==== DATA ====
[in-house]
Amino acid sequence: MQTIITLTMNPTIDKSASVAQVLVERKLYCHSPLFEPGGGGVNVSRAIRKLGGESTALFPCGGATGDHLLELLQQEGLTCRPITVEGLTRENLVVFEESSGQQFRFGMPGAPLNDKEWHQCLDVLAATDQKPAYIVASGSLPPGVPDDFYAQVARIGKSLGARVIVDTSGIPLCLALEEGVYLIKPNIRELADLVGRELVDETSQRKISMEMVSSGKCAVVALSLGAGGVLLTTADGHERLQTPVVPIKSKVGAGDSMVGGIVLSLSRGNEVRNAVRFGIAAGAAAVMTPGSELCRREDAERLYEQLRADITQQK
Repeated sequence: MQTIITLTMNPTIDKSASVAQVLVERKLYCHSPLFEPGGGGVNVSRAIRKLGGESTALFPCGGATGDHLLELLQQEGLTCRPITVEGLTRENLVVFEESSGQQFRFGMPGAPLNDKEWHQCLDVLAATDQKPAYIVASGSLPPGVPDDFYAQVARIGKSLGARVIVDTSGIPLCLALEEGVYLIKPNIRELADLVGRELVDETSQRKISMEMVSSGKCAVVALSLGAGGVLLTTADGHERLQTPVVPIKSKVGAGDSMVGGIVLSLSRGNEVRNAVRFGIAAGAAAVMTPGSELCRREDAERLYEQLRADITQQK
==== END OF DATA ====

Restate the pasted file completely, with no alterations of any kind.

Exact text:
[in-house]
Amino acid sequence: MQTIITLTMNPTIDKSASVAQVLVERKLYCHSPLFEPGGGGVNVSRAIRKLGGESTALFPCGGATGDHLLELLQQEGLTCRPITVEGLTRENLVVFEESSGQQFRFGMPGAPLNDKEWHQCLDVLAATDQKPAYIVASGSLPPGVPDDFYAQVARIGKSLGARVIVDTSGIPLCLALEEGVYLIKPNIRELADLVGRELVDETSQRKISMEMVSSGKCAVVALSLGAGGVLLTTADGHERLQTPVVPIKSKVGAGDSMVGGIVLSLSRGNEVRNAVRFGIAAGAAAVMTPGSELCRREDAERLYEQLRADITQQK
Repeated sequence: MQTIITLTMNPTIDKSASVAQVLVERKLYCHSPLFEPGGGGVNVSRAIRKLGGESTALFPCGGATGDHLLELLQQEGLTCRPITVEGLTRENLVVFEESSGQQFRFGMPGAPLNDKEWHQCLDVLAATDQKPAYIVASGSLPPGVPDDFYAQVARIGKSLGARVIVDTSGIPLCLALEEGVYLIKPNIRELADLVGRELVDETSQRKISMEMVSSGKCAVVALSLGAGGVLLTTADGHERLQTPVVPIKSKVGAGDSMVGGIVLSLSRGNEVRNAVRFGIAAGAAAVMTPGSELCRREDAERLYEQLRADITQQK